Rachel Lynn Solomon is the Queen of Bittersweet Heartaches. After reading her debut, You’ll Miss Me When I’m Gone, I understood Rachel as the kind of author who never shy away from writing on tough subjects.
I am drawn to the author’s work for her ability to depict raw emotions – emotions that we would be too embarrassed to admit. Although many of these may seem the average problems of growing up, Rachel Lynn Solomon handles the emotions with respect. She shows readers how emotions like jealousy, anger, frustration, confusion are opportunities for growth. In her books, her characters are never minimized for their mistakes but rather find meaning in them. Rachel’s books do just that.
Reading Our Year of Maybe was a beautiful experience that taught me so much of my own expectations of what friendship should be like.
What I Learned
TOXICITY IN FRIENDSHIPS
Codependency and toxicity among friends is an important discussion. It is often that friendships can be the beginning and end of their world. When it is so, we can often forget where the line between taking care of ourselves and being someone’s friend. Often times we may not even realize the extent of the toxicity and/or codependency. What I appreciated about how the author wrote it is that she did not demonize Sophie or Peter. To shape her characters into mature people, Rachel had to expose the ugliest parts of Sophie and Peter’s relationship.
Here is what Our Year of Maybe taught me: no one person is the source of my joy. People are allowed to love and laugh with others. It is not a measure of my own worth as a friend.
WE ARE NEVER REALLY ONE PERSON
When we first meet Sophie and Peter, their entire lives revolve around each other. So when, after the surgery when Peter begins schooling, there is a shift in the balance of their world. It forces them apart. It’s at this point that Sophie and Peter, away from the other, begin to explore their identities. Peter “breaks away” to explore his sexuality and his passion for music. This is a very important point because it shows us that it is okay to step away from friends once in a while, that to explore and create your own world does not mean the other is not important.
THE HEARTACHE OF JEALOUSY
One of the hardest lessons of life is jealousy. It’s not something we can ever truly avoid but it is a great teacher. In Our Year of Maybe, Sophie is confused and hurt by Peter’s “new life.” She doesn’t understand why she cannot still be a part of his world. As pernicious as jealousy is, it is also a good teacher. Jealousy happens when a need is unmet. For Sophie, all her decisions were made for Peter’s benefit so much so that when he got healthy she expected the same from him. But in order to be herself Sophie had to let go of Peter. She had to step into a world where he is not. Jealousy and one’s understand of its roots is an opportunity of growth.
Rachel Lynn Solomon’s books are a testament of human nature. The complexity of her characters creates a deep empathy among her readers. She depicts human experiences and human emotions to create a charming story of family and love. [spoiler] Although we do not know if Peter and Sophie will remain as close as they were, and though it pained me to read it, I was accepting of it. [spoiler] Because we have to understand that people come into our lives and people leave, but the space they occupied in our lives will forever be changed. How we choose to decorate that space is up to us.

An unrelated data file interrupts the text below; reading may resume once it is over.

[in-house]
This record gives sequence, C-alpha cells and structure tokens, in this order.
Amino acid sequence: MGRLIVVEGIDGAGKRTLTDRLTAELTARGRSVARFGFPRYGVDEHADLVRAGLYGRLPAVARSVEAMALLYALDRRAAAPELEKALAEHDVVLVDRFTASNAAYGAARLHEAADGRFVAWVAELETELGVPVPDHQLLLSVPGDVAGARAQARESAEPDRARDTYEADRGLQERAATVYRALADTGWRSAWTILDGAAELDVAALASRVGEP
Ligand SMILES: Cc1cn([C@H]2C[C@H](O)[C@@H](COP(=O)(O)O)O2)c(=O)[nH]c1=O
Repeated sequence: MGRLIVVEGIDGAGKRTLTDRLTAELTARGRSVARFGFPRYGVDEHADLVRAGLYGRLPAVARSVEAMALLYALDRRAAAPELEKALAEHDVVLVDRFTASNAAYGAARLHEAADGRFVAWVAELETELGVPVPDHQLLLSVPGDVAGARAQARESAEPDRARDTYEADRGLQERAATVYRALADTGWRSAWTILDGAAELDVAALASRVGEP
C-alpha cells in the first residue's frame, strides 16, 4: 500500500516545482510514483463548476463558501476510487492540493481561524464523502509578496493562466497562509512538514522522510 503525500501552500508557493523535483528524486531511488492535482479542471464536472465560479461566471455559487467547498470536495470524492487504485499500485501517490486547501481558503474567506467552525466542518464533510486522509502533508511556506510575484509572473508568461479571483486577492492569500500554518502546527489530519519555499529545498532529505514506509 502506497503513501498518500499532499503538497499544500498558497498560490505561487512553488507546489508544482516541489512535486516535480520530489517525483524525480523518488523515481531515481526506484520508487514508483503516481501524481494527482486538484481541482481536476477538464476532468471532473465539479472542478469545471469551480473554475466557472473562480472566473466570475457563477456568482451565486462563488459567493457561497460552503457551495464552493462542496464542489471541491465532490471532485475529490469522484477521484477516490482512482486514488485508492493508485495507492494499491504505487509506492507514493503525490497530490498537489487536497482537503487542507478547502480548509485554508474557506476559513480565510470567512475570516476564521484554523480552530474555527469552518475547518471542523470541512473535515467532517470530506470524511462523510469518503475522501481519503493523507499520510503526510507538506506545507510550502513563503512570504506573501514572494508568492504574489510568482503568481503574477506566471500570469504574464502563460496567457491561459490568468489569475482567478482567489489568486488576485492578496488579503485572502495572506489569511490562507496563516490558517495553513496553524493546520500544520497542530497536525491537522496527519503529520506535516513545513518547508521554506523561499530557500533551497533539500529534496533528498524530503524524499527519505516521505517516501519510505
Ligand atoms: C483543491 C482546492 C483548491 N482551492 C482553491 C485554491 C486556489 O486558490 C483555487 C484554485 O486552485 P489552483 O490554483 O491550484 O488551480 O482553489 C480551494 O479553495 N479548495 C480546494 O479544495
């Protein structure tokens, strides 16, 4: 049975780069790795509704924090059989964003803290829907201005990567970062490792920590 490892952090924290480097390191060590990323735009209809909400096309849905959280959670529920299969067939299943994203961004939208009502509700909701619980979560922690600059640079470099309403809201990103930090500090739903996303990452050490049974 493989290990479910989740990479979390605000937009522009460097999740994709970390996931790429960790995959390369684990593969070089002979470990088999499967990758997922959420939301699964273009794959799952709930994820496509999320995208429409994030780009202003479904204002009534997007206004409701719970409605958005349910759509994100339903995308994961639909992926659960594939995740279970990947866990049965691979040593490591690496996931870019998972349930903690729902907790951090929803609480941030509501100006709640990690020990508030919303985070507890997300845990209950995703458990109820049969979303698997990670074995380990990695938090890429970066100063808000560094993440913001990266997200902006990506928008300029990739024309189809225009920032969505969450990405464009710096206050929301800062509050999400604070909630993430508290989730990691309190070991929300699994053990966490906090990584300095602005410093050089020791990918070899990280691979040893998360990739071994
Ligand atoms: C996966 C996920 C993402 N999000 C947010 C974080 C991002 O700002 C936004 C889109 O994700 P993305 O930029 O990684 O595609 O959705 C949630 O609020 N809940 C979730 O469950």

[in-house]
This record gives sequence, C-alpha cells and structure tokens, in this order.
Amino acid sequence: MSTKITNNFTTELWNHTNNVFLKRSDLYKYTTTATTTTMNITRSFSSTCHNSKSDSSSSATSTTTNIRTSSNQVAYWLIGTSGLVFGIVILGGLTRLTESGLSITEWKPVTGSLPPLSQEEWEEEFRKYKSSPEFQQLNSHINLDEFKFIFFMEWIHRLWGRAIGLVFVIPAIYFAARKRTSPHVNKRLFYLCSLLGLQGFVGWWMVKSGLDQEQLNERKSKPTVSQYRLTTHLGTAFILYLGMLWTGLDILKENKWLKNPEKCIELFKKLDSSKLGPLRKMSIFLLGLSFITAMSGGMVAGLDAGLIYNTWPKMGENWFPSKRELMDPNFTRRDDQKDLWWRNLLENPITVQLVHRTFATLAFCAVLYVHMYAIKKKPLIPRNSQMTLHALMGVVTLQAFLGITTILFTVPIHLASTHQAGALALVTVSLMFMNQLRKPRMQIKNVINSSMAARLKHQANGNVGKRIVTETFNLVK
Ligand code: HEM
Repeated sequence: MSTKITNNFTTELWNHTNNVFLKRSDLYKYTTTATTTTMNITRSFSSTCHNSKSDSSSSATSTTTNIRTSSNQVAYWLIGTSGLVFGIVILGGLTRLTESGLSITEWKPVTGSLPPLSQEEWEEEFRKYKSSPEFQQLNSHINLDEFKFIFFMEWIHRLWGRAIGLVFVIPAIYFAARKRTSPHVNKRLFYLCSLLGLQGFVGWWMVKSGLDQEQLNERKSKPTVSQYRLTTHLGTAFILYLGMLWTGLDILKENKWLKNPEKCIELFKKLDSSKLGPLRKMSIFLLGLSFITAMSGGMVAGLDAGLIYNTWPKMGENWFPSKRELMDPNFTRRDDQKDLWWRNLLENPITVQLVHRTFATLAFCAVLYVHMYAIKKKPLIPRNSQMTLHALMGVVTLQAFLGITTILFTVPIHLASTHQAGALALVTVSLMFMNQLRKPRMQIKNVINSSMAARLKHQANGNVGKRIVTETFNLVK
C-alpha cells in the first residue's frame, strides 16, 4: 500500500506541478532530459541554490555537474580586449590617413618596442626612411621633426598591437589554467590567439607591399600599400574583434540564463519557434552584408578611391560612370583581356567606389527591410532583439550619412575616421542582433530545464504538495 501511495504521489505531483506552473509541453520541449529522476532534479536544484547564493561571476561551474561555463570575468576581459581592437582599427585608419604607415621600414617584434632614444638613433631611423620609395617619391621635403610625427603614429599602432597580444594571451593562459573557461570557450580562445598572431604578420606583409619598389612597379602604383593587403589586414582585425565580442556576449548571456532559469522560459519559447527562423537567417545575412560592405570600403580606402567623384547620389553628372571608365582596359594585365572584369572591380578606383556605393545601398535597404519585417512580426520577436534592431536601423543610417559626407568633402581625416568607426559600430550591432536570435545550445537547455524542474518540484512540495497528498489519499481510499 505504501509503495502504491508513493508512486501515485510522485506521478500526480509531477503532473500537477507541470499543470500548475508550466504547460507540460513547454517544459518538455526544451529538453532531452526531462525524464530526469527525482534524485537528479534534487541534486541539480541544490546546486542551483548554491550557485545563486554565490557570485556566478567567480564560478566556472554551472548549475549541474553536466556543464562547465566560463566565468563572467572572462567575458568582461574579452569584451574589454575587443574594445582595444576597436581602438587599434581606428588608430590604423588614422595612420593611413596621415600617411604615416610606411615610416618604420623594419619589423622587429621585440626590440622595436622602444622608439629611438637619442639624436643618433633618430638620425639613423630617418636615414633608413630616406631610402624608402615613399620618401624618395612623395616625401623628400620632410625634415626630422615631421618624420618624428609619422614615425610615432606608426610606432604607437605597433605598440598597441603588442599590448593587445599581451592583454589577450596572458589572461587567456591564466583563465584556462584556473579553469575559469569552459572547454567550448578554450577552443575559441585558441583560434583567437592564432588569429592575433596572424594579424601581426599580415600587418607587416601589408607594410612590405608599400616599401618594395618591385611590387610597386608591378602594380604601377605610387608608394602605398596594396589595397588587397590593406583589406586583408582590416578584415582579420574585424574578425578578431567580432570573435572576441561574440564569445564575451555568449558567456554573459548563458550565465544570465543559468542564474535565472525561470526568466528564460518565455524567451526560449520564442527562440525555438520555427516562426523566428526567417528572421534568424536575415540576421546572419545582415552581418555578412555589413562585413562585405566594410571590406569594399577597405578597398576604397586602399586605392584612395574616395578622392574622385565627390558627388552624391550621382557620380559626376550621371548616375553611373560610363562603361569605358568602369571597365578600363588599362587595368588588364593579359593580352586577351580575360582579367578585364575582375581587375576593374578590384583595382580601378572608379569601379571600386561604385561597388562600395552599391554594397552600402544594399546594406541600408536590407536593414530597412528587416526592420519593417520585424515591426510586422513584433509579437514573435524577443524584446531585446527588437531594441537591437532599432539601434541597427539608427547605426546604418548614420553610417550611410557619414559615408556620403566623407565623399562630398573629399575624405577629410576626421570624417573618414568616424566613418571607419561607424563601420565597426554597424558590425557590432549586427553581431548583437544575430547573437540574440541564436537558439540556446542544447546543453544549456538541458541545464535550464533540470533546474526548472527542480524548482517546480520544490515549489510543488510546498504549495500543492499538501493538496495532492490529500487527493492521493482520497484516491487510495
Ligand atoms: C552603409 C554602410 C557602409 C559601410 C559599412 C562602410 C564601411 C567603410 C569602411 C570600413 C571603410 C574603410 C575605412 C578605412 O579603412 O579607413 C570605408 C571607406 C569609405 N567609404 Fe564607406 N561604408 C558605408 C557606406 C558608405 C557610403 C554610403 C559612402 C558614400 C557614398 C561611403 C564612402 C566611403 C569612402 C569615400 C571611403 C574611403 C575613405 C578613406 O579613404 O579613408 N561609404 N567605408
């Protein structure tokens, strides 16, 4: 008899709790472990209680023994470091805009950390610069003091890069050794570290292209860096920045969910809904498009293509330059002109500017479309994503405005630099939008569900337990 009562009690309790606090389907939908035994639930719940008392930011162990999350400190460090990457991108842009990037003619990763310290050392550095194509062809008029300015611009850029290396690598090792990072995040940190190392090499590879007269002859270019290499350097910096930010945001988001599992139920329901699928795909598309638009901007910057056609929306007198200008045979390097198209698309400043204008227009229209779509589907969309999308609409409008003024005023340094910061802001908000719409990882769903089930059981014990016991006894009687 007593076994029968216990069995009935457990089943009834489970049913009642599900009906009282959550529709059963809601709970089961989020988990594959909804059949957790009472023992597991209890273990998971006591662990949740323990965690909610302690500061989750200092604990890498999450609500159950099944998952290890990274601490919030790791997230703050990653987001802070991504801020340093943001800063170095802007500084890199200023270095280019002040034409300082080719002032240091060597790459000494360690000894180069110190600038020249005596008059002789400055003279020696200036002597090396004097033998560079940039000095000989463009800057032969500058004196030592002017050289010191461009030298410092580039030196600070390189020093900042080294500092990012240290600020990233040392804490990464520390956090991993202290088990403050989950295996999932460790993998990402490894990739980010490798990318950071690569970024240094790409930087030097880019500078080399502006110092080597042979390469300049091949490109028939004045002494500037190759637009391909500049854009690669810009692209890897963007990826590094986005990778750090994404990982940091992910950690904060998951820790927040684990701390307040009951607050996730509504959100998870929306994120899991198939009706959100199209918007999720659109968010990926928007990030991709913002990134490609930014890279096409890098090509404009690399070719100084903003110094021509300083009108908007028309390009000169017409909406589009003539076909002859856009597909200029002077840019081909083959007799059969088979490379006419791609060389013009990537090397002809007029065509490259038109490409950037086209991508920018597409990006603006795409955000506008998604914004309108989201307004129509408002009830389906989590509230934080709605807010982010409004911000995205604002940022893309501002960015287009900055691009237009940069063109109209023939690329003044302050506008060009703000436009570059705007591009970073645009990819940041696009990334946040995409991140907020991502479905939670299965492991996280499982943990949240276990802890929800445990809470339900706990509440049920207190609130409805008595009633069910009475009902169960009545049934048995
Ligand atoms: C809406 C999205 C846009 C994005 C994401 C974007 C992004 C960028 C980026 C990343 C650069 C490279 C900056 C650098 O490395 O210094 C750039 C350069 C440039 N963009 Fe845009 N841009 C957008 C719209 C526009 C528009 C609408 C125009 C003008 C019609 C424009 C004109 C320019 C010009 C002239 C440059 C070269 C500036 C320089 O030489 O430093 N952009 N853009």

Aspiring choreographer Sophie Orenstein would do anything for Peter Rosenthal-Porter, who’s been on the kidney transplant list as long as she’s known him. Peter, a gifted pianist, is everything to Sophie: best friend, musical collaborator, secret crush. When she learns she’s a match, donating a kidney is an easy, obvious choice. She can’t help wondering if after the transplant, he’ll love her back the way she’s always wanted.
But Peter’s life post-transplant isn’t what either of them expected. Though he once had feelings for Sophie too, he’s now drawn to Chase, the guitarist in a band that happens to be looking for a keyboardist. And while neglected parts of Sophie’s world are calling to her—dance opportunities, new friends, a sister and niece she barely knows—she longs for a now-distant Peter more than ever, growing increasingly bitter he doesn’t seem to feel the same connection.
Peter fears he’ll forever be indebted to her. Sophie isn’t sure who she is without him. Then one blurry, heartbreaking night twists their relationship into something neither of them recognizes, leading them to question their past, their future, and whether their friendship is even worth fighting for.
ABOUT THE AUTHOR
Rachel Lynn Solomon lives, writes, and tap dances in Seattle, Washington. Once she helped set a Guinness World Record for the most natural redheads in one place. She’s the author of You’ll Miss Me When I’m Gone (out now from Simon & Schuster/Simon Pulse), Our Year of Maybe (1/15/19), and Today Tonight Tomorrow (2020). A short story of hers will appear in the anthology It’s a Whole Spiel (Penguin Random House/Knopf, fall 2019).
What’s your favourite book about friendship? Have you read any of Solomon’s books?
Thank you to Simon & Schuster and Rachel Lynn Solomon for providing me with a digital review copy in exchange for an honest review! Follow the rest of the tour over at Fantastic Flying Book Club!